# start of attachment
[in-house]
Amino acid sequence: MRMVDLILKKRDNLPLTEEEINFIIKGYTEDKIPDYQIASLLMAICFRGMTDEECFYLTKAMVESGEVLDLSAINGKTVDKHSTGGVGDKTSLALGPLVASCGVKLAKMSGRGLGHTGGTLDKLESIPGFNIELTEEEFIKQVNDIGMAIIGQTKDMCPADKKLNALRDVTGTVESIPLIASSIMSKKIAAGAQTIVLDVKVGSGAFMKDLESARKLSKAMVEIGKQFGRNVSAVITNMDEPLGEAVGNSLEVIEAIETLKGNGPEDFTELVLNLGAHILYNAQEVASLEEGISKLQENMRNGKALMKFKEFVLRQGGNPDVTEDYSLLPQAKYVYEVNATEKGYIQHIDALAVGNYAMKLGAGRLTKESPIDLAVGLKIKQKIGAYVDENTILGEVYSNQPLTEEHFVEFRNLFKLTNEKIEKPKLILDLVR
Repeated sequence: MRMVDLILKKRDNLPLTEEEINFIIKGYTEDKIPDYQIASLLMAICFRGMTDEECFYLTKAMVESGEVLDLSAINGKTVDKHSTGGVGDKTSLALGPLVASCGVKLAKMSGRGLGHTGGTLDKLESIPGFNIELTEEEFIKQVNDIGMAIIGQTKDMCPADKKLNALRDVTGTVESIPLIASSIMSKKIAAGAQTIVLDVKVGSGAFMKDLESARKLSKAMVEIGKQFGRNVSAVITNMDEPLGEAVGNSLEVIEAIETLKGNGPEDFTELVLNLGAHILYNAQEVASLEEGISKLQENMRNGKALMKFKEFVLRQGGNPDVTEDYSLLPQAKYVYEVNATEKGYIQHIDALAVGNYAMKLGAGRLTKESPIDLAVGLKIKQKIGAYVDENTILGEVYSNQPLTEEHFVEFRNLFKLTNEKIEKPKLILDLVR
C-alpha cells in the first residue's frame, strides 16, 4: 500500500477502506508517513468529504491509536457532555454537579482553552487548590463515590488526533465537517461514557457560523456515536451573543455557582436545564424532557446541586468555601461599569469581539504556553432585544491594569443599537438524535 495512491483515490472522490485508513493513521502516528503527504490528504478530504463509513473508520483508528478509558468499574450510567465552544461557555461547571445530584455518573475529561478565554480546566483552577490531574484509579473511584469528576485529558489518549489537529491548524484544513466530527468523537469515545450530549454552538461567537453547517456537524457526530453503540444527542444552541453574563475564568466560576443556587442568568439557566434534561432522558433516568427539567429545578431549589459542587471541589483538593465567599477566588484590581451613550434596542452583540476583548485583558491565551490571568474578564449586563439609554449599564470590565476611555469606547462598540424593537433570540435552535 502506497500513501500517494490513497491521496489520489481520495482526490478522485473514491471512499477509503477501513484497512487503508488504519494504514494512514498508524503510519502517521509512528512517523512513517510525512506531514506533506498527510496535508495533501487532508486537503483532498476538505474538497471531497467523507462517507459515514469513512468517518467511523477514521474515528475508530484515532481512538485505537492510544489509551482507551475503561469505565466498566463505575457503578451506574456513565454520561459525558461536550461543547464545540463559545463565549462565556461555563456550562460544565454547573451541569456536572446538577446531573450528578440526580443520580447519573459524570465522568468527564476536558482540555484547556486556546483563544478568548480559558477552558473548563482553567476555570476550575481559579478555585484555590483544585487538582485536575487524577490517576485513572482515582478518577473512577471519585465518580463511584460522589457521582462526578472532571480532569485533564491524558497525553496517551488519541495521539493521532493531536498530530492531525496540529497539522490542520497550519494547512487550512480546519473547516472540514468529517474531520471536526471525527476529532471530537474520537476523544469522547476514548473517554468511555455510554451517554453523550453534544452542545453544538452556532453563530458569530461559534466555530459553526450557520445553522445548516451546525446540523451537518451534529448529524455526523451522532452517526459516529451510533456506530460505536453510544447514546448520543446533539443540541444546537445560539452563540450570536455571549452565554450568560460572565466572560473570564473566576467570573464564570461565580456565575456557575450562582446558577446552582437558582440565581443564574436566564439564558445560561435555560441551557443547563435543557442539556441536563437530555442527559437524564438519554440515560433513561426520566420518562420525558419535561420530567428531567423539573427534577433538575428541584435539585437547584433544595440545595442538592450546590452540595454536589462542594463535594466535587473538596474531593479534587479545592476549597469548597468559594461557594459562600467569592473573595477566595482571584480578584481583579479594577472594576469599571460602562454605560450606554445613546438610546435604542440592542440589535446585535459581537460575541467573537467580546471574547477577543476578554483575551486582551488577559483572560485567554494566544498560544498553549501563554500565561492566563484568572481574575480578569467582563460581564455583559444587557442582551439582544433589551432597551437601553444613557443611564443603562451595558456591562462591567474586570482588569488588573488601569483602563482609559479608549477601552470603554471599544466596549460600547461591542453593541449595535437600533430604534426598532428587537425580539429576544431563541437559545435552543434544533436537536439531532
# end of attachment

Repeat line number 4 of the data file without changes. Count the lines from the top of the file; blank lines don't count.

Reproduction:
C-alpha cells in the first residue's frame, strides 16, 4: 500500500477502506508517513468529504491509536457532555454537579482553552487548590463515590488526533465537517461514557457560523456515536451573543455557582436545564424532557446541586468555601461599569469581539504556553432585544491594569443599537438524535 495512491483515490472522490485508513493513521502516528503527504490528504478530504463509513473508520483508528478509558468499574450510567465552544461557555461547571445530584455518573475529561478565554480546566483552577490531574484509579473511584469528576485529558489518549489537529491548524484544513466530527468523537469515545450530549454552538461567537453547517456537524457526530453503540444527542444552541453574563475564568466560576443556587442568568439557566434534561432522558433516568427539567429545578431549589459542587471541589483538593465567599477566588484590581451613550434596542452583540476583548485583558491565551490571568474578564449586563439609554449599564470590565476611555469606547462598540424593537433570540435552535 502506497500513501500517494490513497491521496489520489481520495482526490478522485473514491471512499477509503477501513484497512487503508488504519494504514494512514498508524503510519502517521509512528512517523512513517510525512506531514506533506498527510496535508495533501487532508486537503483532498476538505474538497471531497467523507462517507459515514469513512468517518467511523477514521474515528475508530484515532481512538485505537492510544489509551482507551475503561469505565466498566463505575457503578451506574456513565454520561459525558461536550461543547464545540463559545463565549462565556461555563456550562460544565454547573451541569456536572446538577446531573450528578440526580443520580447519573459524570465522568468527564476536558482540555484547556486556546483563544478568548480559558477552558473548563482553567476555570476550575481559579478555585484555590483544585487538582485536575487524577490517576485513572482515582478518577473512577471519585465518580463511584460522589457521582462526578472532571480532569485533564491524558497525553496517551488519541495521539493521532493531536498530530492531525496540529497539522490542520497550519494547512487550512480546519473547516472540514468529517474531520471536526471525527476529532471530537474520537476523544469522547476514548473517554468511555455510554451517554453523550453534544452542545453544538452556532453563530458569530461559534466555530459553526450557520445553522445548516451546525446540523451537518451534529448529524455526523451522532452517526459516529451510533456506530460505536453510544447514546448520543446533539443540541444546537445560539452563540450570536455571549452565554450568560460572565466572560473570564473566576467570573464564570461565580456565575456557575450562582446558577446552582437558582440565581443564574436566564439564558445560561435555560441551557443547563435543557442539556441536563437530555442527559437524564438519554440515560433513561426520566420518562420525558419535561420530567428531567423539573427534577433538575428541584435539585437547584433544595440545595442538592450546590452540595454536589462542594463535594466535587473538596474531593479534587479545592476549597469548597468559594461557594459562600467569592473573595477566595482571584480578584481583579479594577472594576469599571460602562454605560450606554445613546438610546435604542440592542440589535446585535459581537460575541467573537467580546471574547477577543476578554483575551486582551488577559483572560485567554494566544498560544498553549501563554500565561492566563484568572481574575480578569467582563460581564455583559444587557442582551439582544433589551432597551437601553444613557443611564443603562451595558456591562462591567474586570482588569488588573488601569483602563482609559479608549477601552470603554471599544466596549460600547461591542453593541449595535437600533430604534426598532428587537425580539429576544431563541437559545435552543434544533436537536439531532